Files are special cutting tools worked by hand. They present flat or rounded surfaces of steel, uniformly covered with small teeth. These have been produced by repeatedly striking the steel with a special chisel so as to raise regular burrs of sharp metal. File-cutting by machinery is attended by many difficulties that have not yet been completely overcome. The temper of the file must be accurately adjusted; if too hard the teeth are brittle, and tear off; if too soft the teeth flatten down, and the file is quickly rendered useless.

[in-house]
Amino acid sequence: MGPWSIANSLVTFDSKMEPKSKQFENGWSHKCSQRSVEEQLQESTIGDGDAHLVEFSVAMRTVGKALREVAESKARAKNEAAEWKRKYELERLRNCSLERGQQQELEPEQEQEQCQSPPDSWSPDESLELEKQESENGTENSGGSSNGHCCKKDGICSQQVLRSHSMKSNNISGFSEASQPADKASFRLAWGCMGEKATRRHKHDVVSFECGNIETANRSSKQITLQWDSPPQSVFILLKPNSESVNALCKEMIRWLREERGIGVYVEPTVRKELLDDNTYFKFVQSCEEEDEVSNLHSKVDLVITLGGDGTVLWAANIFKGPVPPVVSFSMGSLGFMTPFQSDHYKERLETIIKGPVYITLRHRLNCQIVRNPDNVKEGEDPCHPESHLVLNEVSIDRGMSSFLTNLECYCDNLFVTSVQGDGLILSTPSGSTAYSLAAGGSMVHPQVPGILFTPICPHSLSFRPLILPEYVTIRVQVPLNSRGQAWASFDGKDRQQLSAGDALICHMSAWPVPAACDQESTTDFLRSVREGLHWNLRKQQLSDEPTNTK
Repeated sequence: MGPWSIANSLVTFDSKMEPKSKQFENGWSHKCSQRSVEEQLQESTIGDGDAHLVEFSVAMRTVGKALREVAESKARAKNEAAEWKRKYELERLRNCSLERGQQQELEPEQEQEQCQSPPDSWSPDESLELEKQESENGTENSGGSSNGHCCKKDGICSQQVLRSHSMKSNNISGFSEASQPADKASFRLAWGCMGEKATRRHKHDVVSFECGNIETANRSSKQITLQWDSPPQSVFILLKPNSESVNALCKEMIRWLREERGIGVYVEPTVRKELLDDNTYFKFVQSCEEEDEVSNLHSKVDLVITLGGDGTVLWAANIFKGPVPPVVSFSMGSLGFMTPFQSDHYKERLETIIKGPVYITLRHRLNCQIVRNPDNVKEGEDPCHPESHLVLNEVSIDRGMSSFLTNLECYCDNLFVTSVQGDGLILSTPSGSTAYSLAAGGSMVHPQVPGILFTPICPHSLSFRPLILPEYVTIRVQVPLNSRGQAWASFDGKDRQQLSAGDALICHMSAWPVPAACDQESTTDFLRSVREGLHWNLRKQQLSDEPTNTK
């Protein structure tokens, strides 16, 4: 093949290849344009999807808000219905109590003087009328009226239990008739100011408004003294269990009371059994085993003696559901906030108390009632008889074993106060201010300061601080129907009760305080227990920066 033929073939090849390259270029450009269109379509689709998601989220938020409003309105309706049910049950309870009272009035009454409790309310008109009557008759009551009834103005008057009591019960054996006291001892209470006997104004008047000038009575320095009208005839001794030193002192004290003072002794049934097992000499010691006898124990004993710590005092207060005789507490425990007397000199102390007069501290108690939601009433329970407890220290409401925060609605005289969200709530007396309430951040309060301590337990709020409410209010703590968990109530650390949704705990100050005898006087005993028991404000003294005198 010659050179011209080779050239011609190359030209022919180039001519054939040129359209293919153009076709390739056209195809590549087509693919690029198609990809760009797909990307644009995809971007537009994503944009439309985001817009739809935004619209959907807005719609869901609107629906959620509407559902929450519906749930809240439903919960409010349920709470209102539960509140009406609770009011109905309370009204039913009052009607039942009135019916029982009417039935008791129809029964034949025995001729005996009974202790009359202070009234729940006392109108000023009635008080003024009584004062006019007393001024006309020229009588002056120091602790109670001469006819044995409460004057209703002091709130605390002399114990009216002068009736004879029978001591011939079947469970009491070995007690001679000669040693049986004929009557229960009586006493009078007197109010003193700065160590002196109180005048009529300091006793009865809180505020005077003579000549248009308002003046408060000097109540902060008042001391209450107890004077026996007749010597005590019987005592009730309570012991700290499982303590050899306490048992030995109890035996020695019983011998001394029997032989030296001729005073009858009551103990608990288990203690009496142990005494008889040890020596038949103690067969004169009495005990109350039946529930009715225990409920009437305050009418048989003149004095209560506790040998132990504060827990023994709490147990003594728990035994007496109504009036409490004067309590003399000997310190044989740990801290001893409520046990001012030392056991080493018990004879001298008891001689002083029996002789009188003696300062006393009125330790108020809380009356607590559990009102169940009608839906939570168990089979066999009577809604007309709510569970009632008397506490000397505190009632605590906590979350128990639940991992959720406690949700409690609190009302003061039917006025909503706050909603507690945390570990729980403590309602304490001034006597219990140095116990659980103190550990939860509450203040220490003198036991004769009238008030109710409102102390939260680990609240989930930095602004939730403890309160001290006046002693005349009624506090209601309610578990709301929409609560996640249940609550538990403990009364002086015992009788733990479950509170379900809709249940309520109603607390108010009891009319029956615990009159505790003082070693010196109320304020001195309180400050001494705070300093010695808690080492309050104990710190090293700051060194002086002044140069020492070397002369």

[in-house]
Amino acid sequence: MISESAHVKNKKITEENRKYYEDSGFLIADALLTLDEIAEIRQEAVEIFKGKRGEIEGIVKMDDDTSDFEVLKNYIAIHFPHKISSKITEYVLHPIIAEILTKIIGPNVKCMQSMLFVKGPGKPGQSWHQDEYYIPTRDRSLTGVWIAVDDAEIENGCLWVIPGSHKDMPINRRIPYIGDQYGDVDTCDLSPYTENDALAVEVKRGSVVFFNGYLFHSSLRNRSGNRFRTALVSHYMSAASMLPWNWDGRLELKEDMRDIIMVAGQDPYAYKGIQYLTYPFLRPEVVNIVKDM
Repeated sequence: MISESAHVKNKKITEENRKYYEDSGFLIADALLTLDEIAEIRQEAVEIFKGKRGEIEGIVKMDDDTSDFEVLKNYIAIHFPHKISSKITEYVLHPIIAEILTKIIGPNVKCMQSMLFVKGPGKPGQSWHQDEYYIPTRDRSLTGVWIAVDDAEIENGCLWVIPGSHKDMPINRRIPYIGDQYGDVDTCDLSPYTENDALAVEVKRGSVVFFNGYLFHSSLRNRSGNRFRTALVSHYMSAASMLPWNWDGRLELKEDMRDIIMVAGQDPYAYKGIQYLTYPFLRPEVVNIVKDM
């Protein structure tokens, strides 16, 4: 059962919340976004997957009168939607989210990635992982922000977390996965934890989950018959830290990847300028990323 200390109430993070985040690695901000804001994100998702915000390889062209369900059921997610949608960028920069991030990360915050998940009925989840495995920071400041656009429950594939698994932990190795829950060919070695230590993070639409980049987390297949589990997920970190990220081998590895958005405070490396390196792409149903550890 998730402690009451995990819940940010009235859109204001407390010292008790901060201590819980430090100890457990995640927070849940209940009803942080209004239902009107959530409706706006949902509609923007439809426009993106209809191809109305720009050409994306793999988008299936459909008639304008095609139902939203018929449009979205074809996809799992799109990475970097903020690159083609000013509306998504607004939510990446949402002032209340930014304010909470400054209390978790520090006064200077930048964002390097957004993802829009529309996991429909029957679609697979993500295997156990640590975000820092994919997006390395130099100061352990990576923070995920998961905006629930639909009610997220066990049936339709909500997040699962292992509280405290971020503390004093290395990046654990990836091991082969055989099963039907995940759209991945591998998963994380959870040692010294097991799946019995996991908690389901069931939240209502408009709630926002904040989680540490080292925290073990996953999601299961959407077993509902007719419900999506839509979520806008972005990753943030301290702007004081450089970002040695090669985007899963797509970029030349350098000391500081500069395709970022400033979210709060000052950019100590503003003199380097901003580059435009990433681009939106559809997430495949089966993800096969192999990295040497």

Files are classified according to their shape, size, and cut. The ordinary shapes are too familiar to need description. Single-cut files have their teeth cut in rows of one direction only; double-cut files have in addition another series of parallel rows intersecting the first series, and made of somewhat smaller teeth. The fineness of cut ranges from 20 to 250 teeth to the inch. The teeth are sharpened by the process of sand-blasting (q.v.)